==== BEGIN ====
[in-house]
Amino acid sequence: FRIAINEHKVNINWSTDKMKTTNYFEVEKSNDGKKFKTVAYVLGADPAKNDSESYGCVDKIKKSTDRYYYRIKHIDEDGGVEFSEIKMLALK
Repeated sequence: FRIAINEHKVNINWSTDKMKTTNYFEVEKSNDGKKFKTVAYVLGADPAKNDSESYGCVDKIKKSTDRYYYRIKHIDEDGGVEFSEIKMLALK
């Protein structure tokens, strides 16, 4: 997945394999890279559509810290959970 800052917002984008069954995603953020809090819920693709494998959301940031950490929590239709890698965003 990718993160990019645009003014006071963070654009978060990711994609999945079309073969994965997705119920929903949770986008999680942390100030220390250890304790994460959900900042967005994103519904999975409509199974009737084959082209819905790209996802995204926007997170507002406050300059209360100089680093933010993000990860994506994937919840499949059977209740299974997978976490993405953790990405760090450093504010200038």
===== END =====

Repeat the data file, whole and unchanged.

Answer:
[in-house]
Amino acid sequence: FRIAINEHKVNINWSTDKMKTTNYFEVEKSNDGKKFKTVAYVLGADPAKNDSESYGCVDKIKKSTDRYYYRIKHIDEDGGVEFSEIKMLALK
Repeated sequence: FRIAINEHKVNINWSTDKMKTTNYFEVEKSNDGKKFKTVAYVLGADPAKNDSESYGCVDKIKKSTDRYYYRIKHIDEDGGVEFSEIKMLALK
């Protein structure tokens, strides 16, 4: 997945394999890279559509810290959970 800052917002984008069954995603953020809090819920693709494998959301940031950490929590239709890698965003 990718993160990019645009003014006071963070654009978060990711994609999945079309073969994965997705119920929903949770986008999680942390100030220390250890304790994460959900900042967005994103519904999975409509199974009737084959082209819905790209996802995204926007997170507002406050300059209360100089680093933010993000990860994506994937919840499949059977209740299974997978976490993405953790990405760090450093504010200038």